Julian Cope presents Head Heritage

Pharoah Sanders - Summun Bukmun Umyun

Pharoah Sanders
Summun Bukmun Umyun

Released 1970 on Impulse
Reviewed by Lugia, 07/01/2004ce

Pharoah Sanders: "Summun, Bukmun, Umyun"
Impulse AS-9199, recorded/released 1970.

1) Summun, Bukmun, Umyun (Deaf, Dumb, Blind) (21:17)
2) Let Us Go Into the House of the Lord (18:25)

Pharoah Sanders: soprano sax, cow horn, bells, whistle, wood flute, kalimba, percussion.
Woody Shaw: trumpet, maracas, vocal, percussion
Gary Bartz: alto sax, bells, shakers, percussion
Lonnie Liston Smith: piano, cowbell, kalimba, percussion
Cecil McBee: bass
Clifford Jarvis: drums
Nathaniel Bettis: balafon, vocal, African percussion
Anthony Wiles: conga, African percussion

Sanders is considered by many to be the heir apparent to the great John Coltrane. On some of Coltrane's late recordings with his second quartet, Sanders was there alongside, wailing it high and strong in that loose, New Thing style.

This set of two side-long workouts dates from a few years later, teaming Sanders with an expanded group with lots of extra percussion, plus the usual accoutrements one was used to from the 'Trane quartet of piano/bass/drums. It's fine, fine stuff...not rock, but still, it's high up in the energy spectrum. And who said you should listen to only ONE thing all the time anyway?

The title track opens things up. Starting from an Olatunji-like groove of only percussion, Cecil McBee's bass jumps in with a looping line, and we're off. The build is nice, like a takeoff in good weather, and soon enough there's your pilot, Capt. Pharoah, wailing his soprano in a wicked, wicked wail that hangs in the air somewhere between the Village Vanguard and Marrakech. The soprano sax has sometimes been compared to the Indian shenai or other Arabic/Levantine reeds, and here Sanders is taking that comparison to its logical conclusion. Lonnie Liston Smith's back and forth chordal comping immediately recalls the trance-style of the old Coltrane quartet's, but the drive and energy of the proceedings is fevered...heady...one part wild New Thing jamming, and one part Gnawa backbeat. Everyone gets to jump in, especially the percussion who get a hefty workout around the midpoint, flailing and banging and whistling like something off a Dakar streetcorner as translated back to jet age America. Toward the end, EVERYONE is just wailing, blowing, banging it in an orgasm of jazzy sonics..and then it all tails back, back to the piano and bass and drums as Pharoah steps in again to wail you on back home. But you're not sure where that is now...was it where you started, or was it somewhere in Morocco? GOOD energies here, positive flowing grooves and jams are the order of side one, to be sure. And in one final bit of wow, Prof. Smith starts _strumming_ the piano, sweeping chorded strings, autoharp-style, before the bells and juju balafons sweep us on away, away...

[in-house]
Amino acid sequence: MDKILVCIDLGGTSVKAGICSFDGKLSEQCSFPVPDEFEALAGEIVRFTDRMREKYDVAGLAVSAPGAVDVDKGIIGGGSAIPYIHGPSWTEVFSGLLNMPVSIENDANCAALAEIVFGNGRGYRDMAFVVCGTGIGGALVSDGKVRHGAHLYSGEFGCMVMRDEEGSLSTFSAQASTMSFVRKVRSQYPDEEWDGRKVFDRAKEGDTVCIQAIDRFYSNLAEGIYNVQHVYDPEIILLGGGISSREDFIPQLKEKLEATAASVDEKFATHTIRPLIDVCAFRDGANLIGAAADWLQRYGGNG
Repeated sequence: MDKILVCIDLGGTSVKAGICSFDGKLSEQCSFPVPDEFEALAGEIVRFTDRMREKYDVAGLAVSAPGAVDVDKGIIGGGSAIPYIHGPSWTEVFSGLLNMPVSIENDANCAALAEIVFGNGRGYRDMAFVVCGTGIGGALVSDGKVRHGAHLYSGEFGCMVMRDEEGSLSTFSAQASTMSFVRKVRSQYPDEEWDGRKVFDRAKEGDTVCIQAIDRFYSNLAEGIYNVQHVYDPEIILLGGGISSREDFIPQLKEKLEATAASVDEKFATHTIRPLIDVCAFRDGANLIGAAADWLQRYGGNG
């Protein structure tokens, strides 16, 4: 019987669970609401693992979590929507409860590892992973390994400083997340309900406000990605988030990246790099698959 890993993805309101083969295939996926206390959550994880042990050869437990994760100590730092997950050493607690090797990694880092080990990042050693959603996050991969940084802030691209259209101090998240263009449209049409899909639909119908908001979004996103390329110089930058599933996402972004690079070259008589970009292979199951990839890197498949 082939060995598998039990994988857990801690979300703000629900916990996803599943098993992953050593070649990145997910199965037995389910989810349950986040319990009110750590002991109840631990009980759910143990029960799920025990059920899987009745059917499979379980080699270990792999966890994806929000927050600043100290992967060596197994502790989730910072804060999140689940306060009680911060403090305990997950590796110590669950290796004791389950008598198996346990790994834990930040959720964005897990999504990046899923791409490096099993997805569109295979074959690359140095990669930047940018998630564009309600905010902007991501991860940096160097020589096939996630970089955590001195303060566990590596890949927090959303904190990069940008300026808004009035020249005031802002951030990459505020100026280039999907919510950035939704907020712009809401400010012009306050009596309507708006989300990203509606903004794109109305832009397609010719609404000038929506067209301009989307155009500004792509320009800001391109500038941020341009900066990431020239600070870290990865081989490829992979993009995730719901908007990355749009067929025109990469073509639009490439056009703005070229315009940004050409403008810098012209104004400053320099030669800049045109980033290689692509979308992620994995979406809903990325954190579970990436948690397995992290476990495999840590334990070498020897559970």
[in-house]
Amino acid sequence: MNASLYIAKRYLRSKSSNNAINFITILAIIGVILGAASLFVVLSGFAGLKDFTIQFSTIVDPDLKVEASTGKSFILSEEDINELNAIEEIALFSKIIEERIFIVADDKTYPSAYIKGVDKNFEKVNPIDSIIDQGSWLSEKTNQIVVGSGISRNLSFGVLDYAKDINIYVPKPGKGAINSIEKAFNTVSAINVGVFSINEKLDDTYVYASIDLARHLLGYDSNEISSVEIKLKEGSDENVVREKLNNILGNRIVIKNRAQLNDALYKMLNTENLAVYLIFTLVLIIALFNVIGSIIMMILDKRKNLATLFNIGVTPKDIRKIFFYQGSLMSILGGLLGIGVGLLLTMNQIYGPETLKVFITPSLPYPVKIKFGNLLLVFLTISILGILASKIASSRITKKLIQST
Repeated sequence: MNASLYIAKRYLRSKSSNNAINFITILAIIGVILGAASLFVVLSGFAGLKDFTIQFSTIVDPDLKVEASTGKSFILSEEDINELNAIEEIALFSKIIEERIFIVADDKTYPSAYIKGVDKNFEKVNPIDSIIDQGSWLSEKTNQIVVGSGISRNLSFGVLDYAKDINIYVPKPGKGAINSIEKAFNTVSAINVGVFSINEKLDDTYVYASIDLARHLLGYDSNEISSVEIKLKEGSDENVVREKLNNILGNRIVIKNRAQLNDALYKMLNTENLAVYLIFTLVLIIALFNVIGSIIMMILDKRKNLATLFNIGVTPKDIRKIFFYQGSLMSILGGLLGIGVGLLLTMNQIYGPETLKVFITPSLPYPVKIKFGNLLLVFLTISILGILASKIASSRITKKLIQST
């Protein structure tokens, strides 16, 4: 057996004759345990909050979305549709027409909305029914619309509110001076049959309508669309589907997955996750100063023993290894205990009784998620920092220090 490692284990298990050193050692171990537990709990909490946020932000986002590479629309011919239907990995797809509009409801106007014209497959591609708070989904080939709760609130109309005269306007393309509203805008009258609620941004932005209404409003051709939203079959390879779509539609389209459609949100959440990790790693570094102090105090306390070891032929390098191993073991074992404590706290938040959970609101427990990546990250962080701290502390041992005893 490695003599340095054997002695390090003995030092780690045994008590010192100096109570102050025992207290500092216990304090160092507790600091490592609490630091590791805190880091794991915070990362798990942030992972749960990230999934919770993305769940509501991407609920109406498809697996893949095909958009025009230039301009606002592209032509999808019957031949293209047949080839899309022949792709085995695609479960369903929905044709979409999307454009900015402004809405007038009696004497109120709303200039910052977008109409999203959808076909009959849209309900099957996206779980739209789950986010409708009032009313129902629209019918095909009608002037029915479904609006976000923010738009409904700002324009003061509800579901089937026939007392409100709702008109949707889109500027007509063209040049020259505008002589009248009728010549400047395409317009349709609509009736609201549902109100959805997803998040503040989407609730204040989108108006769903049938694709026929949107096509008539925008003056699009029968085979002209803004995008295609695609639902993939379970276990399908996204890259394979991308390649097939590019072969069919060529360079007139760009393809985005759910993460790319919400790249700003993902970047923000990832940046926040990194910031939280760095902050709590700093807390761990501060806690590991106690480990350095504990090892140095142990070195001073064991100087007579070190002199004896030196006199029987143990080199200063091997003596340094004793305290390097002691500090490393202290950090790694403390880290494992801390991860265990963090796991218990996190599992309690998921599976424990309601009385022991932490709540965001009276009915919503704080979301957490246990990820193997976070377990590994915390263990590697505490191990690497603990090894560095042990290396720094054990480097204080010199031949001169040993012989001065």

"Let Us Go Into the House of the Lord" is an energy piece, too...but here, the energy that was so propulsive on the other side is turned inward, into this beautiful sustaining glow, like sunlight on a warm day. This is much harder to describe...it's a sustain of sound, with bells and jingles and rattles like some sort of shamanic backdrop for the proceedings. Smith's adaptation of this traditional gospel song is stretched out over time, expanded, made to flow all over like it was some extended time-warp. And it's one you just don't want out of, it's so beautiful. If you can listen to the first part, as everything ebbs and flows like sea-tides of sound and not feel something truly spiritual coming over you, you're dead from the neck up, bub. Mid-point has McBee doing this loose and loopy workout on the theme on arco bass as Smith's piano gently underpins it, like a breeze...and then everyone washes in again, blowing, ringing, jingling...like huge puffy cumulus clouds of sound drifting in a beautiful sky, so slow, Jarvis's drumming just rolling beneath like a light zephyr. This is gospel music, to be sure...but not any gospel of any one god or whatever. Just some musical good news telling you, hey, everything's so cool, and you're OK, and letting you know that it's good to be alive so you can hear a tune like this. Super, super, SUPER positive vibe, not one you could ever manufacture no matter how hard anyone in the Entertainment Industry would like to think they can. This...is real. And it will touch you.

From the liner notes, Sanders's intent for this music to be a spiritual message is clear. It's intended to reach out and bring an experience of enlightenment as Sanders viewed it...coming down a channel from Africa, from Allah the Beneficient and Merciful. For as much in recent times as people have become acclimatized to Islam as a religion of conflict, this album shows that in pure and mindful hands, it...like any other form of inner awakening...should truly be a faith of peace and love. And even if you're not down with Sanders's brand of religion, you cannot help but feel a connection with something higher while this music is playing. It's truly a giving, healing jazz sound, and those who value moments of beauty and bliss really should check this one out.

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